5 Oregon Trees That Require Little Sun
We can all agree how wonderful it is to wake up to trees in your backyard. They enhance the aesthetics, purify the air, provide shade, and foster a healthy environment. However, choosing which trees to grow is a critical decision and needs to be well thought through. After all, merely liking how a tree looks is not enough reason to plant it in your garden.
Choosing which trees to grow depends on a variety of factors, ranging from the space available and maintenance requirements to the environmental conditions, such as the soil, temperature, rainfall, and sunlight the location is subjected to.
Well, Oregonians can rejoice because the state’s diverse geography makes it home to a large variety of trees and plants. While western Oregon has trees such as red alder, hemlock, and bigleaf maple, which grow in moist conditions, eastern Oregon trees include ponderosa pine, western juniper, and grand fir, which thrive in drier conditions.
Apart from soil, temperature, and rainfall patterns, another important aspect that affects tree growth is sunlight. It’s a well-known fact that trees need sunlight to grow and flourish. Being a crucial element in photosynthesis, sunlight is a source of nutrition for trees. However, different species have different light requirements and are categorized as follows:
- Full shade—trees that require limited sunlight
- Partial shade—trees that require only 3 to 6 hours of sunlight per day
- Light shade—trees that grow when subjected to indirect sunlight filtered through another tree’s leaves
- Part sun—trees that require part sun and part shade
- Full sun—trees that require at least 6 hours of sunlight or more per day to grow
So if your backyard receives less sunlight and you’re wondering which trees you can possibly plant, here are five Oregon trees that require little sun and that are sure to flourish in your space:
This deciduous tree has large leaves and is found throughout western Oregon. Be it dry sites or moist areas, bigleaf maple grows across a variety of soil conditions and temperatures. It’s a shade-tolerant tree and doesn’t require much sunlight.
This spreading tree grows up to 120 feet tall and requires a considerable amount of space while offering shade under its burgeoning canopy. The tree is known for its unmissable five-fingered massive leaves, which grow up to 12 inches across.
If you plan to grow bigleaf maple, remember to regularly prune it by removing dead and weakened branches in order to ensure healthy growth and increased lifespan.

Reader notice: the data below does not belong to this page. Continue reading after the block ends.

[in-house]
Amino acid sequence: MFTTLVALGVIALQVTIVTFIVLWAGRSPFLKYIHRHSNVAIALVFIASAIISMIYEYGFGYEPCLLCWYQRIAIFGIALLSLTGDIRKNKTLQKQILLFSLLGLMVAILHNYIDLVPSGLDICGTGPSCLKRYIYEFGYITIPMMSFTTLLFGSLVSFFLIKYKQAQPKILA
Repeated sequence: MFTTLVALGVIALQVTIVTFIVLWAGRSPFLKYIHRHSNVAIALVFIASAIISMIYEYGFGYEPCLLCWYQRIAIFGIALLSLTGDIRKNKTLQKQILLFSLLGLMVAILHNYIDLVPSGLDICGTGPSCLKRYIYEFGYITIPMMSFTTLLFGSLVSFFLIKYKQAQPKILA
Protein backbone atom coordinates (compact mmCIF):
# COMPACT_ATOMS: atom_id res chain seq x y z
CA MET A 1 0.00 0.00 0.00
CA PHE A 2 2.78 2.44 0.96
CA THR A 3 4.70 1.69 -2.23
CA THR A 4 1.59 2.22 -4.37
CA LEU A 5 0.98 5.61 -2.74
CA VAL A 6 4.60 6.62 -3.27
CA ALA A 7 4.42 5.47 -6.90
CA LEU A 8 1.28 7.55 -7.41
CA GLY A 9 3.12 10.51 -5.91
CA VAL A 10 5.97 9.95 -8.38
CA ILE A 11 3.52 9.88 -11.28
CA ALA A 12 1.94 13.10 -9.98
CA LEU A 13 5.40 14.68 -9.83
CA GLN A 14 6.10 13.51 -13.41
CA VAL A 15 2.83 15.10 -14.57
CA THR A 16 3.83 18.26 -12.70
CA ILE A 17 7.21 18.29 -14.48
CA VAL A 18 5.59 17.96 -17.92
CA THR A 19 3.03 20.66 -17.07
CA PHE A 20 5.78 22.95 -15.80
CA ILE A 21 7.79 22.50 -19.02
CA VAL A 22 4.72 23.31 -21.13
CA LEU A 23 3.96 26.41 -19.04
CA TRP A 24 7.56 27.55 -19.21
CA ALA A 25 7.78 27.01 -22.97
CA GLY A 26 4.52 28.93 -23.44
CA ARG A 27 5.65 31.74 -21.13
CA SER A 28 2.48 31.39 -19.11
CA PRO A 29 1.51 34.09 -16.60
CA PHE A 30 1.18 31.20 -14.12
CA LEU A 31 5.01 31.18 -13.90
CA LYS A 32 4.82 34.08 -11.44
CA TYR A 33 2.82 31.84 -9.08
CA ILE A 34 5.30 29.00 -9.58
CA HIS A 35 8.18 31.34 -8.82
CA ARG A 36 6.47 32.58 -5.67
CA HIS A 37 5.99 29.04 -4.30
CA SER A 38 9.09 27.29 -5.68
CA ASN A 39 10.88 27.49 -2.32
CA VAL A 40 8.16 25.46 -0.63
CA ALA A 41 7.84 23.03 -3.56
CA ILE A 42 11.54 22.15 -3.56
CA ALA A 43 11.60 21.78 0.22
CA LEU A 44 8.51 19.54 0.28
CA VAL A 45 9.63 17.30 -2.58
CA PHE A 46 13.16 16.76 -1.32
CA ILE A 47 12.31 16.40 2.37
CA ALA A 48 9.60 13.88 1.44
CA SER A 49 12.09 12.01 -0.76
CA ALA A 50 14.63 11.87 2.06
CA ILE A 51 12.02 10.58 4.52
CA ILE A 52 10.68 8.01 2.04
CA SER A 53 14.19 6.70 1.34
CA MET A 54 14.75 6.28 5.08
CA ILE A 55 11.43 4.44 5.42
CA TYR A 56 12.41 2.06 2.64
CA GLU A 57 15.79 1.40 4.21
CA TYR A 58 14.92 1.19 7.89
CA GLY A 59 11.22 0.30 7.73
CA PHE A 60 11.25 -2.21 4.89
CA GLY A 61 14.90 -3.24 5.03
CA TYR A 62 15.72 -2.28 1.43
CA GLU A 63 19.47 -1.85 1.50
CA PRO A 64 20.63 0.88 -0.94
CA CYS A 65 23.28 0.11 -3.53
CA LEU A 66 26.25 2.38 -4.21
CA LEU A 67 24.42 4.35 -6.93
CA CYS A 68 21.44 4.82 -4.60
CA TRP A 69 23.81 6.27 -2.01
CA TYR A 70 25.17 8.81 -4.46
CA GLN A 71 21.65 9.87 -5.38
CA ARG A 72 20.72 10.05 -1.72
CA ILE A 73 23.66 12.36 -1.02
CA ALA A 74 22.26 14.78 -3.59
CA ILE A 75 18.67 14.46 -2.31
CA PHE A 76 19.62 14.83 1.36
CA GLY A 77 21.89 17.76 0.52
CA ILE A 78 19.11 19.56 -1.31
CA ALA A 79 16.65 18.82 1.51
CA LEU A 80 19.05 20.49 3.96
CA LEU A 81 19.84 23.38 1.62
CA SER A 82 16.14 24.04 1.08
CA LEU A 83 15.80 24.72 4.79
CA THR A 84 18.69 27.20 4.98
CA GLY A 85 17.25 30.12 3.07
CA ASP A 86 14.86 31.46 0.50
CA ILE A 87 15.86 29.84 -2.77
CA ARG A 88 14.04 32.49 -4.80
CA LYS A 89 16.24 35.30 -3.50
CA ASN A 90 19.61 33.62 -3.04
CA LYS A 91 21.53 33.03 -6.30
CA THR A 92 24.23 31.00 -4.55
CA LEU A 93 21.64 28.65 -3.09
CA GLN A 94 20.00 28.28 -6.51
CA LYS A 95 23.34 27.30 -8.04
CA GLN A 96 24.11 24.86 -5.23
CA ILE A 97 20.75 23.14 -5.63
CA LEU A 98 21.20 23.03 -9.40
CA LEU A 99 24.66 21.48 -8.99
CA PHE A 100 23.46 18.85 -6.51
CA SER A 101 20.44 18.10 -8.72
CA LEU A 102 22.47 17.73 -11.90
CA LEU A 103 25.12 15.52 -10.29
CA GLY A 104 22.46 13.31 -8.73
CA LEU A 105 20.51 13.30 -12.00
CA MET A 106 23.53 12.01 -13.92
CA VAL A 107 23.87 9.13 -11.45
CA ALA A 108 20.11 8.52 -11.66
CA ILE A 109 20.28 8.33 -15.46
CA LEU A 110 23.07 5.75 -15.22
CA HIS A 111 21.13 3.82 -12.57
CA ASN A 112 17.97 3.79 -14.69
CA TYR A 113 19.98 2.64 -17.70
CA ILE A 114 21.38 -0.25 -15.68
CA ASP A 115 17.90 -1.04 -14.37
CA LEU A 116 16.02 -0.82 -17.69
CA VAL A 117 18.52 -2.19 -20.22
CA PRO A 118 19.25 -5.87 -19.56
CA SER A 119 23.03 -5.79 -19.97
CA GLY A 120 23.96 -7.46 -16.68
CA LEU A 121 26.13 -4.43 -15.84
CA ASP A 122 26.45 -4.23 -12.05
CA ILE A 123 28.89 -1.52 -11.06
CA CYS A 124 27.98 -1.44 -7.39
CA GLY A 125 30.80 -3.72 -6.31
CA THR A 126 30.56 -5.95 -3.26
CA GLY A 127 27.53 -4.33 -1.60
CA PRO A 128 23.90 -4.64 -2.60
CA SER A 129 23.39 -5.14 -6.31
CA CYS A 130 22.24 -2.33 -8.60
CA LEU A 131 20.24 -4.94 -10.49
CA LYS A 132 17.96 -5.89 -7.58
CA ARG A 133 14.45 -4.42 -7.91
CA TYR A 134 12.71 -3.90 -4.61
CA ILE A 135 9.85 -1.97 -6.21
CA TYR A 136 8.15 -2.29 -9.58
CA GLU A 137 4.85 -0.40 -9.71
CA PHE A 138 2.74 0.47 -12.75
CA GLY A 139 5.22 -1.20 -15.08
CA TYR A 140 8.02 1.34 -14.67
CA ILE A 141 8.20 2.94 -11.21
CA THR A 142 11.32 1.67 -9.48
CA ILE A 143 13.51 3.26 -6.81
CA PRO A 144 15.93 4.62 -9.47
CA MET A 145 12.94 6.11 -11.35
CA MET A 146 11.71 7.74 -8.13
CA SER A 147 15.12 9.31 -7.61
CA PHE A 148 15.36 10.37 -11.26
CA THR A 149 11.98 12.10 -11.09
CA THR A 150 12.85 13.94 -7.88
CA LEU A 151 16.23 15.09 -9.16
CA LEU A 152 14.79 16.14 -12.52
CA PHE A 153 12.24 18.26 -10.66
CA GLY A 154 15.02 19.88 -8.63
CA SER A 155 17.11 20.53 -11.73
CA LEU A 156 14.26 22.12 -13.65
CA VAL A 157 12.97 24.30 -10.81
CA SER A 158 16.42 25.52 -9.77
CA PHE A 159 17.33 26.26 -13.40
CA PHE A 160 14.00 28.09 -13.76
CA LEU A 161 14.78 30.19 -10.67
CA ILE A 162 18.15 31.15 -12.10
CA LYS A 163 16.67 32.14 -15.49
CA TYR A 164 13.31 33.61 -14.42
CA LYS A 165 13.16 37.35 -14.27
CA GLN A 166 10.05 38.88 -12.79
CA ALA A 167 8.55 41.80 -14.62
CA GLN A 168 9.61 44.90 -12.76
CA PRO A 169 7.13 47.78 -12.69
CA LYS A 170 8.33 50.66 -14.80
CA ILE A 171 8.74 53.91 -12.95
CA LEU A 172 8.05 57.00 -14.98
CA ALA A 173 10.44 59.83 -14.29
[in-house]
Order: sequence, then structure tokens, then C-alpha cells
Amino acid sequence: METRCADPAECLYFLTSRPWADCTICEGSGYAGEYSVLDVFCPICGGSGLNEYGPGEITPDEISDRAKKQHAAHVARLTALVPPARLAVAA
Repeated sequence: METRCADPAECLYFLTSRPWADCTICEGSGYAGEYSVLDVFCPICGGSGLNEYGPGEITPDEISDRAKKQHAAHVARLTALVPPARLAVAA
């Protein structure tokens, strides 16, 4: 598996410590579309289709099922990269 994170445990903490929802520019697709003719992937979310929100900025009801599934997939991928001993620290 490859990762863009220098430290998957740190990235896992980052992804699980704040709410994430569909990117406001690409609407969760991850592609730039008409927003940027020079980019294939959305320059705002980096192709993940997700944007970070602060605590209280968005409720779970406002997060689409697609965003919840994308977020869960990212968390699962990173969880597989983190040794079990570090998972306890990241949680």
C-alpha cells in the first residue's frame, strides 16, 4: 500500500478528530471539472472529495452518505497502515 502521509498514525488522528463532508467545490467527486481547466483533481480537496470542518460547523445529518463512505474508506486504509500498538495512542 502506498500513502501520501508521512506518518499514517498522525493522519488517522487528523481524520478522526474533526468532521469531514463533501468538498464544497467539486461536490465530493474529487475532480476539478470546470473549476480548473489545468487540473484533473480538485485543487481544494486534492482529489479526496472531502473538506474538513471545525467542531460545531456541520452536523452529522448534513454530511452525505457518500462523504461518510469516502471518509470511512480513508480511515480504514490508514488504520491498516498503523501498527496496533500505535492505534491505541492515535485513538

A native tree, this one grows well in moist and loose soil conditions. It’s easy to grow and reaches up to 80 feet in height. Oregon ash is characterized by short crowns with small branches and moderately shallow, wide-spreading roots. This tree thrives in humid summers and wet winters and doesn’t require much sun.
Similar to bigleaf maple, Oregon ash can be identified by the unique structure of its leaves, which are elliptical in shape and are compound with five to nine leaflets per leaf. They are relatively easy to grow and maintain.
Talking about trees that require little sun, western redcedar is another. It is undoubtedly one of the favorite choices for homeowners, owing to its beautiful exterior, aromatic leaves, and decay-resistant wood.
This long-lived tree grows best in full sun to partial shade and prefers moist soil conditions and cooler temperatures. Considering they grow up to 120 feet tall and 60 feet wide, they do require a large, uninterrupted space to flourish. These evergreen-scaled leaves give out a strong aroma and are tightly packed.
After planting, it’s important to take good care of these trees in the initial few months by regular watering and using nutrient-based fertilizers. Once established, these sturdy trees require minimal maintenance.
Known for its beautiful white flowers, the Pacific dogwood promises to lighten up your garden. It grows in moist, well-drained soils and is a common sight in western Oregon. Being a shade-tolerant tree, it doesn’t require much sunlight and grows up to 30 to 50 feet tall.
Pacific dogwood has deep-green oval leaves and gives rise to small, pretty flowers in spring. During fall and winter, the flowers are often replaced by orange or red fruits.
Planning to grow Pacific dogwood in your yard? Make sure to plant it such that the trunk is shaded from the sun.
A deciduous, multi-stemmed shrub or small tree, California hazel is found on elevations and is known to withstand harsh winters. They thrive in full shade and moist, well-drained acidic soils.
A mature California hazel tree is 10 to 20 feet tall. It is generally characterized by a straight stem and velvety, round leaves.
It’s a good idea to plant this tree in spring or fall so that it grows in mild temperatures and moist soil conditions. California hazel grows well with a lot of other tree species, such as Oregon white oak, cascara, and Oregon ash, among others.
This tree needs to be watered regularly in the first two years, after which it gets easier to maintain.
Even though sunlight is an essential component for the growth and survival of trees, the amount of sunlight needed differs from species to species. While some need complete exposure to sunlight for proper growth, there are trees that require little sun too. Hence, it’s important to consider this factor while growing trees in your backyard.
Choosing the appropriate trees to plant can be overwhelming. If you’re confused about where to begin, you must turn to tree service experts who can guide you in picking the perfect trees that will thrive in your yard, based on the environmental conditions.
At Mr. Tree, not only can we assist you in deciding which trees you can grow, but we also offer comprehensive tree care services, such as pruning, trimming, shaping, and tree removal. So contact us today and let our professional and certified arborists help you with your tree care needs.